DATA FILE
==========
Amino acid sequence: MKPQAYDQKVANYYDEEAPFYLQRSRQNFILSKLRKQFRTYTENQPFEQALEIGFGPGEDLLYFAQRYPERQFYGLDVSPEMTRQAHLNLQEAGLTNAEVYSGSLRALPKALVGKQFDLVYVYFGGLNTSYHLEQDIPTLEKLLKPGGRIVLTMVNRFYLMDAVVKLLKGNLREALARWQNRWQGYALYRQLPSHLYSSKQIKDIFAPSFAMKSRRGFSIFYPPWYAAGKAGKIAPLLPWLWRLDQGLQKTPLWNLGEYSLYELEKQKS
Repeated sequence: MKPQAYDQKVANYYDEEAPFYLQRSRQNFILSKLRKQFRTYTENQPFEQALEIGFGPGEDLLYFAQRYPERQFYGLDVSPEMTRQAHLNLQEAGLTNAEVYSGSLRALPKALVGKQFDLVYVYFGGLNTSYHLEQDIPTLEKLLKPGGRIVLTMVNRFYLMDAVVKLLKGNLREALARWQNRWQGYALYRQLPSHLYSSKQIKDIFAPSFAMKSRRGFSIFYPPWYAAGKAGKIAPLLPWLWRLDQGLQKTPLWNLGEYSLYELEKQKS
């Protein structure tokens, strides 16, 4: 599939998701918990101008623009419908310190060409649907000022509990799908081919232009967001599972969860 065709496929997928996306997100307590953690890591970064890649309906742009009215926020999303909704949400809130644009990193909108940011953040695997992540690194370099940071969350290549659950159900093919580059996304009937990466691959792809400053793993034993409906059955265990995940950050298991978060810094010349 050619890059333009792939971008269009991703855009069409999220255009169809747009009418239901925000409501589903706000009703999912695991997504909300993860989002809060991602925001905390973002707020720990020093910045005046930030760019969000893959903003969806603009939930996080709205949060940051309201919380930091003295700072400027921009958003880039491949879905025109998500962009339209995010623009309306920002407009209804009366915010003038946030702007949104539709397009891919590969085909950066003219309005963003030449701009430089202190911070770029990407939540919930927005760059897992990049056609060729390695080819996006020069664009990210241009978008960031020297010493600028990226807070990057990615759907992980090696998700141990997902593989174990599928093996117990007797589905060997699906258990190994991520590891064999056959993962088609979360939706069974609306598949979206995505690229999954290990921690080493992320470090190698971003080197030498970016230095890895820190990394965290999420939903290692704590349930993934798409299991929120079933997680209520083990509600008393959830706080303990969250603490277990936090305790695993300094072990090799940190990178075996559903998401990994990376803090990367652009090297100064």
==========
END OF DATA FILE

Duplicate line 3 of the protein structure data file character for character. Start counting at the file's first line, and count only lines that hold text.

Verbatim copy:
């Protein structure tokens, strides 16, 4: 599939998701918990101008623009419908310190060409649907000022509990799908081919232009967001599972969860 065709496929997928996306997100307590953690890591970064890649309906742009009215926020999303909704949400809130644009990193909108940011953040695997992540690194370099940071969350290549659950159900093919580059996304009937990466691959792809400053793993034993409906059955265990995940950050298991978060810094010349 050619890059333009792939971008269009991703855009069409999220255009169809747009009418239901925000409501589903706000009703999912695991997504909300993860989002809060991602925001905390973002707020720990020093910045005046930030760019969000893959903003969806603009939930996080709205949060940051309201919380930091003295700072400027921009958003880039491949879905025109998500962009339209995010623009309306920002407009209804009366915010003038946030702007949104539709397009891919590969085909950066003219309005963003030449701009430089202190911070770029990407939540919930927005760059897992990049056609060729390695080819996006020069664009990210241009978008960031020297010493600028990226807070990057990615759907992980090696998700141990997902593989174990599928093996117990007797589905060997699906258990190994991520590891064999056959993962088609979360939706069974609306598949979206995505690229999954290990921690080493992320470090190698971003080197030498970016230095890895820190990394965290999420939903290692704590349930993934798409299991929120079933997680209520083990509600008393959830706080303990969250603490277990936090305790695993300094072990090799940190990178075996559903998401990994990376803090990367652009090297100064």